Post by photofly »

A Canadian aircraft not ADS-B equipped has exactly the same freedoms to fly in the US as a US aircraft not ADS-B equipped. You can fly almost anywhere you want, just not in airspace where ADS-B is required.

CAR605 makes it clear to which aircraft the equipment requirements apply:
605.01 (1) This Subpart applies to
(a) persons operating Canadian aircraft other than ultra-light aeroplanes, hang gliders or remotely piloted aircraft; and
(b) persons operating foreign aircraft in Canada, other than remotely piloted aircraft, if those persons are Canadian citizens, permanent residents or corporations incorporated by or under the laws of Canada or a province.

(2) The following requirements apply to persons operating foreign aircraft, other than persons referred to in paragraph (1)(b), while those aircraft are operated in Canada:
(a) the requirement to carry a flight authority on board the aircraft in accordance with section 605.03;
(b) the requirement that an aircraft be equipped with transponder and automatic pressure-altitude reporting equipment in accordance with section 605.35;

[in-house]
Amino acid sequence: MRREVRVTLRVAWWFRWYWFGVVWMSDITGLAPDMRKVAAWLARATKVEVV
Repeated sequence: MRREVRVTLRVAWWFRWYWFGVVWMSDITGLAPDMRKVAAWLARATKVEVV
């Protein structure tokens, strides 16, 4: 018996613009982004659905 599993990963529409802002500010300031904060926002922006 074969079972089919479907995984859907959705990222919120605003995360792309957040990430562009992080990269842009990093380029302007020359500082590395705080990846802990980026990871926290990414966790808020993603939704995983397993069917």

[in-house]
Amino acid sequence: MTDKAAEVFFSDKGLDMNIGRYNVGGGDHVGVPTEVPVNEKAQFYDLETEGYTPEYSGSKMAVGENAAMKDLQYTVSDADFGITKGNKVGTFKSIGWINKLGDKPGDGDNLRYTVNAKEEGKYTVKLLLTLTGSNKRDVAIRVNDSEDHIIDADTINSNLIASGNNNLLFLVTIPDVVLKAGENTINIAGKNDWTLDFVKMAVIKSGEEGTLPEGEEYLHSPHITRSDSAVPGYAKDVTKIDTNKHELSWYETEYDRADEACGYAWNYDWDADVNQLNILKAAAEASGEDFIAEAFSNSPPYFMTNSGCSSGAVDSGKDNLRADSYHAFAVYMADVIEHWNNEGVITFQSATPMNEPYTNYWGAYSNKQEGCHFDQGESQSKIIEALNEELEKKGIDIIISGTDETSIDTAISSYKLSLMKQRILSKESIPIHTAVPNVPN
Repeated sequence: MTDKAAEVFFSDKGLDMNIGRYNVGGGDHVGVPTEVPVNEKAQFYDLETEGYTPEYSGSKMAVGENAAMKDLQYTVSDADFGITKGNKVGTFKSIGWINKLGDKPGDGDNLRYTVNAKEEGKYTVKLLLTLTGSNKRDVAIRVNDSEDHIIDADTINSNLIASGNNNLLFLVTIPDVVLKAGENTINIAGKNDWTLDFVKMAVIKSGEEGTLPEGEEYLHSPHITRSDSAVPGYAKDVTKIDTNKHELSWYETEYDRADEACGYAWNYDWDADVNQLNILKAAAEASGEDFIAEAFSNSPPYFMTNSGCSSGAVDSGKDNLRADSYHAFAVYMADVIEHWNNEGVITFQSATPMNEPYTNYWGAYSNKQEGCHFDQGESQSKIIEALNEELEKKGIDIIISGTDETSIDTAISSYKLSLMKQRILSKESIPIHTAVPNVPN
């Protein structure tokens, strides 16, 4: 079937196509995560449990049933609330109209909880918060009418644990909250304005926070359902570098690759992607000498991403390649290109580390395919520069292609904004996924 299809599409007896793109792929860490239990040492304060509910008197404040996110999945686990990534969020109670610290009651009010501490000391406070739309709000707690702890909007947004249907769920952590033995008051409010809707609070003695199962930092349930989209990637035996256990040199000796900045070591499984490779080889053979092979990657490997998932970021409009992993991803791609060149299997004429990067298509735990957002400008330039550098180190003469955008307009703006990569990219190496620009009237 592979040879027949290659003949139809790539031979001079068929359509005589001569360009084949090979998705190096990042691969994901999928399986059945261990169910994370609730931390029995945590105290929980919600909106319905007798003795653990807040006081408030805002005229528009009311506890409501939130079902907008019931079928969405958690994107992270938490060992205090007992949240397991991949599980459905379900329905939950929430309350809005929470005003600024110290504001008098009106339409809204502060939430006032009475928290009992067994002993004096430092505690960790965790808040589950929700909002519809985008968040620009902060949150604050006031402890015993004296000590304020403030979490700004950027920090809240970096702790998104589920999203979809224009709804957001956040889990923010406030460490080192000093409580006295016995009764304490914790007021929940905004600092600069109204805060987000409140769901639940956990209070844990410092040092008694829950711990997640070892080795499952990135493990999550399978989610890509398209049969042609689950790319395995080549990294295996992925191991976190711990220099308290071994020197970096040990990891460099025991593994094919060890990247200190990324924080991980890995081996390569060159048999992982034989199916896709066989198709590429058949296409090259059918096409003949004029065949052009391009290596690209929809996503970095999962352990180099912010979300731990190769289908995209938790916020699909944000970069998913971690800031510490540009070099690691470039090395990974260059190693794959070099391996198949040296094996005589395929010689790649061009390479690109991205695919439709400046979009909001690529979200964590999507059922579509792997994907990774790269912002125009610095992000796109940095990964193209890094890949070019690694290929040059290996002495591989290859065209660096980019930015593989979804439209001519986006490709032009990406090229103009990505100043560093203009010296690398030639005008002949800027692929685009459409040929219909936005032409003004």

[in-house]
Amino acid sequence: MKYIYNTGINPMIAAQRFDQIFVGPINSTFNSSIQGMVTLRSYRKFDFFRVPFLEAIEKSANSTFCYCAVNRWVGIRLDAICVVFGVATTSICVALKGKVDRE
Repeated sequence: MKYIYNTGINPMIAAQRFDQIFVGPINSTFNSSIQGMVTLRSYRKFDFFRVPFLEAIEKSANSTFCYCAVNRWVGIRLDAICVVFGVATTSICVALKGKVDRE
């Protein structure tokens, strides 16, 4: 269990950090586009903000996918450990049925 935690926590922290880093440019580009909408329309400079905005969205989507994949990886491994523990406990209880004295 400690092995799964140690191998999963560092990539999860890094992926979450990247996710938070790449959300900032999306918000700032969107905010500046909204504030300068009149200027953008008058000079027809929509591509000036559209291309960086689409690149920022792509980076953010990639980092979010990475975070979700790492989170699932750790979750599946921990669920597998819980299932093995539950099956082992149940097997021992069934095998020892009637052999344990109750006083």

(c) the requirement that an aircraft be equipped with one or more ELTs in accordance with section 605.38; and
(d) radiocommunication and radio navigation equipment requirements that are specific to the aircraft and types of flight referred to in sections 605.14 to 605.21.
Foreign pilots operating foreign aircraft in Canada are not required to comply with the equipment requirements, and don't need strobes or a beacon under Canadian law. Canadian pilots operating the same foreign aircraft in Canada, do.

Both foreign and Canadian pilots operating foreign aircraft in Canada need an ELT, a mode C transponder in transponder airspace, and the appropriate radio equipment.
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Re: Flying Night VFR on an Aeronca Champ 7DC?

Post by PilotDAR »

As some of us know, Minister of Transport does grant exemptions to many of the CARs.